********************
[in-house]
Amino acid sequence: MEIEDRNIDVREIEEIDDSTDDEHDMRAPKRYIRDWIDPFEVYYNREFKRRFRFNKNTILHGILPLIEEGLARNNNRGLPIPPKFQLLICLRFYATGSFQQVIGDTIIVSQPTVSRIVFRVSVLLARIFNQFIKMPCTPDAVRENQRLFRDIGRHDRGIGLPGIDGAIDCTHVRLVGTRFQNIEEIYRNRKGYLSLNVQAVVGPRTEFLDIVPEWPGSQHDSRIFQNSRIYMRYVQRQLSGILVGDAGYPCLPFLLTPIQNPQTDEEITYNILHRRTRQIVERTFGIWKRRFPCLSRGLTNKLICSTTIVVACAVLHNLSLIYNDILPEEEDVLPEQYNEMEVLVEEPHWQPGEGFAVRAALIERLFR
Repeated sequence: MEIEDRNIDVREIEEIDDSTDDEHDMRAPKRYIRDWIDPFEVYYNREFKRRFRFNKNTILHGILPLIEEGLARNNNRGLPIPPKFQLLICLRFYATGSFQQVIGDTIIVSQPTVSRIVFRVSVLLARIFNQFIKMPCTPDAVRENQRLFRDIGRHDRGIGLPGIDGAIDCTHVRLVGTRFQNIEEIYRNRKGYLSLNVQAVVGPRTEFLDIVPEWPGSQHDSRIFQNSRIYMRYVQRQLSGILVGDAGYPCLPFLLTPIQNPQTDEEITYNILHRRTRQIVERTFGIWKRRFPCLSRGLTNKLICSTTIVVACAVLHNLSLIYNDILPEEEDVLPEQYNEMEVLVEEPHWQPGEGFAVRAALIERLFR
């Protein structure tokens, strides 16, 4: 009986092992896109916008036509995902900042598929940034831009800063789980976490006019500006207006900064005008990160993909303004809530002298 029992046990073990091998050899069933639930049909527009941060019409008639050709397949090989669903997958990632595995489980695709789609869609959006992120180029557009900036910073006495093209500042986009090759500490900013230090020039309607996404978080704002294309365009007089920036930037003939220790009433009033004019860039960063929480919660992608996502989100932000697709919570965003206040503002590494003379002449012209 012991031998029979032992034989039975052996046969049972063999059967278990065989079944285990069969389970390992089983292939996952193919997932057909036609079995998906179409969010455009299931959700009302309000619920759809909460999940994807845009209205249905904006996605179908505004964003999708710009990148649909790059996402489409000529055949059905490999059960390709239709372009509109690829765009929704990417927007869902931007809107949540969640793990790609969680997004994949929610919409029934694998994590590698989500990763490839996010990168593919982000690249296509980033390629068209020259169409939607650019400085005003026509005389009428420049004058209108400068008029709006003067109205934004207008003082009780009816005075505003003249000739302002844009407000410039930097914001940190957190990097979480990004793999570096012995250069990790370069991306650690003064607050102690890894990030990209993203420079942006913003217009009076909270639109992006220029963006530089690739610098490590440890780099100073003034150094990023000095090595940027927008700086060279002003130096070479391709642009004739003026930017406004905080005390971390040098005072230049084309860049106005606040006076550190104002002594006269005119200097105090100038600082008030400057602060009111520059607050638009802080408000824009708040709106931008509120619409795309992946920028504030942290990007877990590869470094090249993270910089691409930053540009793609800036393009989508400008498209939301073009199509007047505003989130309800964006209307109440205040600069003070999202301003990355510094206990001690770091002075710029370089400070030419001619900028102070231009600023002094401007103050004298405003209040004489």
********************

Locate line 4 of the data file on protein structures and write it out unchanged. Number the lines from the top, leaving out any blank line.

């Protein structure tokens, strides 16, 4: 009986092992896109916008036509995902900042598929940034831009800063789980976490006019500006207006900064005008990160993909303004809530002298 029992046990073990091998050899069933639930049909527009941060019409008639050709397949090989669903997958990632595995489980695709789609869609959006992120180029557009900036910073006495093209500042986009090759500490900013230090020039309607996404978080704002294309365009007089920036930037003939220790009433009033004019860039960063929480919660992608996502989100932000697709919570965003206040503002590494003379002449012209 012991031998029979032992034989039975052996046969049972063999059967278990065989079944285990069969389970390992089983292939996952193919997932057909036609079995998906179409969010455009299931959700009302309000619920759809909460999940994807845009209205249905904006996605179908505004964003999708710009990148649909790059996402489409000529055949059905490999059960390709239709372009509109690829765009929704990417927007869902931007809107949540969640793990790609969680997004994949929610919409029934694998994590590698989500990763490839996010990168593919982000690249296509980033390629068209020259169409939607650019400085005003026509005389009428420049004058209108400068008029709006003067109205934004207008003082009780009816005075505003003249000739302002844009407000410039930097914001940190957190990097979480990004793999570096012995250069990790370069991306650690003064607050102690890894990030990209993203420079942006913003217009009076909270639109992006220029963006530089690739610098490590440890780099100073003034150094990023000095090595940027927008700086060279002003130096070479391709642009004739003026930017406004905080005390971390040098005072230049084309860049106005606040006076550190104002002594006269005119200097105090100038600082008030400057602060009111520059607050638009802080408000824009708040709106931008509120619409795309992946920028504030942290990007877990590869470094090249993270910089691409930053540009793609800036393009989508400008498209939301073009199509007047505003989130309800964006209307109440205040600069003070999202301003990355510094206990001690770091002075710029370089400070030419001619900028102070231009600023002094401007103050004298405003209040004489």